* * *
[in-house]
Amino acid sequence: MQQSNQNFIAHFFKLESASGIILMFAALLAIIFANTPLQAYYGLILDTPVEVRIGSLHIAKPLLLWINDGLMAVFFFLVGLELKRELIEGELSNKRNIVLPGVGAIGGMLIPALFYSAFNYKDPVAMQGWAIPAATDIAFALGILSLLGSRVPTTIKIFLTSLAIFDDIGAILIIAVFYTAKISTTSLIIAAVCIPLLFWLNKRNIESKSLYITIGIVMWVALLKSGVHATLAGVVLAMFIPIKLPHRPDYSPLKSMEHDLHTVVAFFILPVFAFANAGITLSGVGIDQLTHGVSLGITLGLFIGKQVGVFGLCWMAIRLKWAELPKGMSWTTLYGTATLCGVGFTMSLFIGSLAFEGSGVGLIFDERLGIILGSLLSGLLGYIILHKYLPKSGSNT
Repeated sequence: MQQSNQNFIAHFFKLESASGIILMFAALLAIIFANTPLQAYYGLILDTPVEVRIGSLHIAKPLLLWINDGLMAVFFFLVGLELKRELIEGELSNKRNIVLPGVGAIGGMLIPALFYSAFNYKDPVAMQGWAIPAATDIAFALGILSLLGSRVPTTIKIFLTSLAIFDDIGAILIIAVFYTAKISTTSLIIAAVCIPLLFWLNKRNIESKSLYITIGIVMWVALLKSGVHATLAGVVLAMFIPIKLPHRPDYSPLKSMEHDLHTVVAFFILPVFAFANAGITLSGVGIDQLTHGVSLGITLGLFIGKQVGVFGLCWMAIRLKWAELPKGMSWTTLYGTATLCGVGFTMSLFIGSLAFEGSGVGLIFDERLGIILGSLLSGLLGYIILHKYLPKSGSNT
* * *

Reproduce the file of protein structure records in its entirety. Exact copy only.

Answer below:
[in-house]
Amino acid sequence: MQQSNQNFIAHFFKLESASGIILMFAALLAIIFANTPLQAYYGLILDTPVEVRIGSLHIAKPLLLWINDGLMAVFFFLVGLELKRELIEGELSNKRNIVLPGVGAIGGMLIPALFYSAFNYKDPVAMQGWAIPAATDIAFALGILSLLGSRVPTTIKIFLTSLAIFDDIGAILIIAVFYTAKISTTSLIIAAVCIPLLFWLNKRNIESKSLYITIGIVMWVALLKSGVHATLAGVVLAMFIPIKLPHRPDYSPLKSMEHDLHTVVAFFILPVFAFANAGITLSGVGIDQLTHGVSLGITLGLFIGKQVGVFGLCWMAIRLKWAELPKGMSWTTLYGTATLCGVGFTMSLFIGSLAFEGSGVGLIFDERLGIILGSLLSGLLGYIILHKYLPKSGSNT
Repeated sequence: MQQSNQNFIAHFFKLESASGIILMFAALLAIIFANTPLQAYYGLILDTPVEVRIGSLHIAKPLLLWINDGLMAVFFFLVGLELKRELIEGELSNKRNIVLPGVGAIGGMLIPALFYSAFNYKDPVAMQGWAIPAATDIAFALGILSLLGSRVPTTIKIFLTSLAIFDDIGAILIIAVFYTAKISTTSLIIAAVCIPLLFWLNKRNIESKSLYITIGIVMWVALLKSGVHATLAGVVLAMFIPIKLPHRPDYSPLKSMEHDLHTVVAFFILPVFAFANAGITLSGVGIDQLTHGVSLGITLGLFIGKQVGVFGLCWMAIRLKWAELPKGMSWTTLYGTATLCGVGFTMSLFIGSLAFEGSGVGLIFDERLGIILGSLLSGLLGYIILHKYLPKSGSNT